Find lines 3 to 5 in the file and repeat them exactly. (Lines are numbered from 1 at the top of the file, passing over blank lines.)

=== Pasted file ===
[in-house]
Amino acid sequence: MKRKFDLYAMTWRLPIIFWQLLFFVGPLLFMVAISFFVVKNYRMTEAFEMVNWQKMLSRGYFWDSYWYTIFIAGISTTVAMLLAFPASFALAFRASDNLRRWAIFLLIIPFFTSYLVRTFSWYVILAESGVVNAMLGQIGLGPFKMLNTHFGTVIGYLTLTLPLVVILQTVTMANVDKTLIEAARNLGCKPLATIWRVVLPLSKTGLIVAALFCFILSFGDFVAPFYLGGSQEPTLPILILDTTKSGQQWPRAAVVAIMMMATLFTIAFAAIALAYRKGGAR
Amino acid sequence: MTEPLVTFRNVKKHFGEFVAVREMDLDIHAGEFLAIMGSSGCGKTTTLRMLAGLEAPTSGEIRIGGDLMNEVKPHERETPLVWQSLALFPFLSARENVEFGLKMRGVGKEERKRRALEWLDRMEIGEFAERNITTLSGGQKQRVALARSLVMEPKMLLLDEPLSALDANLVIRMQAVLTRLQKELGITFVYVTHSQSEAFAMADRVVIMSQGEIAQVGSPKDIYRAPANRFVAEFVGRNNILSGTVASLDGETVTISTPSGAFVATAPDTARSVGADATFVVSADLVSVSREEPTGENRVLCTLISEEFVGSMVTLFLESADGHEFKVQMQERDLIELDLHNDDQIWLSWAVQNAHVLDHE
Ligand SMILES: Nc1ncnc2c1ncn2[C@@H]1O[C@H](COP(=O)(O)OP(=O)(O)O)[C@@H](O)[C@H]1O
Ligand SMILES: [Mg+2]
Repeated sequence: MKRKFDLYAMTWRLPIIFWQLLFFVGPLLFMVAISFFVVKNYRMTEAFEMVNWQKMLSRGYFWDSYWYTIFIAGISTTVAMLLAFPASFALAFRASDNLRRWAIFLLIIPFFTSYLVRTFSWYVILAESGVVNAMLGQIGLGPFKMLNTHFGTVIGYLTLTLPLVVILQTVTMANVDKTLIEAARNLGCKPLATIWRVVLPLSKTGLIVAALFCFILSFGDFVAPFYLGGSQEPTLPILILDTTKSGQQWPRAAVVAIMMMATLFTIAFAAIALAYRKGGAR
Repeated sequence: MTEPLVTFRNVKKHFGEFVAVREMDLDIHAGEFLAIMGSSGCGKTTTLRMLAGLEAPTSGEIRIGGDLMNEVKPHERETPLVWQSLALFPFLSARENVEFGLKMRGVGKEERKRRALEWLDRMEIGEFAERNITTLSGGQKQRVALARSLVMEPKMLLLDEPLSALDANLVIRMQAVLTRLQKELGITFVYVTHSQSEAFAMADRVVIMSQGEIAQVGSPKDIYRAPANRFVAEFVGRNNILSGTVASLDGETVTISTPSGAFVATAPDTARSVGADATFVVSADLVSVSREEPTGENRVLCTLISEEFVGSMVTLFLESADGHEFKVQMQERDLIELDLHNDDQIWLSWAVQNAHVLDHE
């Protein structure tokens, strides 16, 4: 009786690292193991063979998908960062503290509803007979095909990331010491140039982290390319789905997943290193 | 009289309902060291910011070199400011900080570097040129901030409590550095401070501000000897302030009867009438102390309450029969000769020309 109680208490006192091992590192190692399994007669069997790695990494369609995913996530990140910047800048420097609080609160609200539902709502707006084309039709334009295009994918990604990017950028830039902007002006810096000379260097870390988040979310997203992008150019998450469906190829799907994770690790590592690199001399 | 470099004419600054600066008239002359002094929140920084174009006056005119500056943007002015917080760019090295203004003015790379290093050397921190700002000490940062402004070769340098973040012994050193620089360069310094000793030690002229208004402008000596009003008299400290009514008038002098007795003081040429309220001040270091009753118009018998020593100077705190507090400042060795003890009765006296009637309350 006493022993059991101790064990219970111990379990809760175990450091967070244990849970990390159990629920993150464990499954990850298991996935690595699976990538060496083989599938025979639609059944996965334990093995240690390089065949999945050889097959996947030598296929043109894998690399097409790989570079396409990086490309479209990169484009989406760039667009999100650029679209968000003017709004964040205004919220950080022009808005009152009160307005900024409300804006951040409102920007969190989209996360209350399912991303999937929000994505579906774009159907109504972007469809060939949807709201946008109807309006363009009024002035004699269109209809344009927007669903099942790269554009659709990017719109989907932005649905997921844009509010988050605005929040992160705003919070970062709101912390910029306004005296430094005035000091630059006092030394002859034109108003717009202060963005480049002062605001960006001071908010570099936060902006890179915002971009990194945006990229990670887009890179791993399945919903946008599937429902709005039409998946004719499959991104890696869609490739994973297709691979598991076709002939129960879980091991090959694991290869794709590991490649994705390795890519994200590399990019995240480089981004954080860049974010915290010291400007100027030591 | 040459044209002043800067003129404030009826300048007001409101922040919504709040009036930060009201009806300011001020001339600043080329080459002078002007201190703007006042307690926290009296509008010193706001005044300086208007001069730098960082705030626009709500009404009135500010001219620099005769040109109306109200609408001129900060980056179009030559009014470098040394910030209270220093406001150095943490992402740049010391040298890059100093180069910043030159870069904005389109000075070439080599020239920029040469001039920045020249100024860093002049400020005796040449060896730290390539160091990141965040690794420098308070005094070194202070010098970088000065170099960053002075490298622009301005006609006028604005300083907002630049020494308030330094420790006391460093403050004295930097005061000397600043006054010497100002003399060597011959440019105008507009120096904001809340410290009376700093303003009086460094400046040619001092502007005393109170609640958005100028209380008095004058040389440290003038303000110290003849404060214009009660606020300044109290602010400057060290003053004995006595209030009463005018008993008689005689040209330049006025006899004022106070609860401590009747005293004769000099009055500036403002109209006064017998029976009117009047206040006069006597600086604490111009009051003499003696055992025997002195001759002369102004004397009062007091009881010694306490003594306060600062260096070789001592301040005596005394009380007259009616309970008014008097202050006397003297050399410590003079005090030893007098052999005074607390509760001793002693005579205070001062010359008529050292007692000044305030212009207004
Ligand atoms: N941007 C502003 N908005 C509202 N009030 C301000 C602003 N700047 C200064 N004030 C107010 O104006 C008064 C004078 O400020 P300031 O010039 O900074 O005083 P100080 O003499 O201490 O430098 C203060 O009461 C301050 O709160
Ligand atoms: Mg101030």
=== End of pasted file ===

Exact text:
Amino acid sequence: MTEPLVTFRNVKKHFGEFVAVREMDLDIHAGEFLAIMGSSGCGKTTTLRMLAGLEAPTSGEIRIGGDLMNEVKPHERETPLVWQSLALFPFLSARENVEFGLKMRGVGKEERKRRALEWLDRMEIGEFAERNITTLSGGQKQRVALARSLVMEPKMLLLDEPLSALDANLVIRMQAVLTRLQKELGITFVYVTHSQSEAFAMADRVVIMSQGEIAQVGSPKDIYRAPANRFVAEFVGRNNILSGTVASLDGETVTISTPSGAFVATAPDTARSVGADATFVVSADLVSVSREEPTGENRVLCTLISEEFVGSMVTLFLESADGHEFKVQMQERDLIELDLHNDDQIWLSWAVQNAHVLDHE
Ligand SMILES: Nc1ncnc2c1ncn2[C@@H]1O[C@H](COP(=O)(O)OP(=O)(O)O)[C@@H](O)[C@H]1O
Ligand SMILES: [Mg+2]